Candyland (candyfics) wrote,

Blessings (Fanfic100)

Title: Blessings
Fandom: Detective Conan
Characters: Ai (General series)
Prompt: #69—thunder
Word Count: 1093 words
Rating: PG
Author's Notes: I do not own Detective Conan. It all belongs to Gosho Aoyama. I simply borrow the characters, tie them up, and dance them around like life-sized puppets. I do wish they’d stop complaining.
Summary: She didn’t know how long she’d been running. A Sherry fic.

She knew she was getting a lot of strange looks. It was to be expected, really—a young girl of elementary school age running through the rain, all alone, while wearing the clothes of an adult? She was genuinely surprised that no one had actually stopped her yet. It was one of those rare ways in which fate had blessed her. She really hadn’t had a great deal of luck in her young life.

…or had she?

Her mind had made her invaluable to the Syndicate—that had kept her alive for this long. The poison that should have ended her life had instead been her savior, allowing her to slip her bonds and escape certain death. And she had a destination in mind, a place to go. A botched assassination attempt by the one who now sought to end her life had left her with a single hope for sanctuary…and someday, perhaps absolution.

Perhaps there had been more blessings in her life than she had thought.

Until recently, she’d had her sister…

How long had she been running now? The rain-drenched streets seemed endless. She was exhausted. She desperately wanted to stop and take a short break to catch her breath, to try and make the burning in her throat go away, but she didn’t dare. Not here, out in the open.

The sky was ominous, the clouds of the darkest gray. Thunder rolled across the heavens at intervals. Somehow, it reminded her of the sound of Gin’s Porsche. And both were pursuing her, baying like the hounds of hell themselves.

But finally—oh, finally, she had reached Beika.

She knew where the house was. She had been there before, conducting an examination of the residence at the Syndicate’s behest. They’d had suspicions that the intended victim had not perished, but somehow escaped with his life. She had noticed an oddity there—something that fit with an observation she had made in the laboratory. It was evidence enough for her. She kept quiet about it, and now it was information that could save her.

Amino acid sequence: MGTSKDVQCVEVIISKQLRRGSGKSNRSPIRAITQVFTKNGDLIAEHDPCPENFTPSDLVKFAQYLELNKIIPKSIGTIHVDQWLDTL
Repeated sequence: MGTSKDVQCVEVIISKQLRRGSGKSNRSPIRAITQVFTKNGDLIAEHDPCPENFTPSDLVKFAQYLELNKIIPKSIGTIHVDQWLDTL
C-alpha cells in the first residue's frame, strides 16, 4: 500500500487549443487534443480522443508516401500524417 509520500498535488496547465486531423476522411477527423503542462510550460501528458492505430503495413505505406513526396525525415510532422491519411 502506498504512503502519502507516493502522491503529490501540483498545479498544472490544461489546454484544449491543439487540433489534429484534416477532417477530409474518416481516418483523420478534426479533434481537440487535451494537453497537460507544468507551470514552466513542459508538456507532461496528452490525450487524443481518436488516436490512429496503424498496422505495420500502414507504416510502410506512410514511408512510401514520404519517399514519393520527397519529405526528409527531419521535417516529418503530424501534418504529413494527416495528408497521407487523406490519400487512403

Still, it took her a minute to find the house in question. And finally, her steps slowed.

It was only then that she realized just how heavy her clothes were—they were too big, and weight all the more for being drenched. Her limbs seemed to be cast in lead, weighted down. Her lungs and throat were aflame. And her head felt strange; her vision was clouded and blurry, like she was trying to move through gelatin.

…he wouldn’t be here. She knew perfectly well, on a completely intellectual level, that the massive house was empty. But it was her only option. She had nowhere else to go.

It took a great deal of energy to lift one hand and wrap her fingers around a bar on the gate. That was really all the power she had left. Her strength left her, her knees gave out, and she slumped, face-first, to the wet sidewalk.


Consciousness slipped away, and she gave up the futile struggle for it. Her head lulled to the side; she floated into darkness. Her last thought was one of bitter resignation, that she had been wrong about her blessings; her last sensation was of the rain falling on her…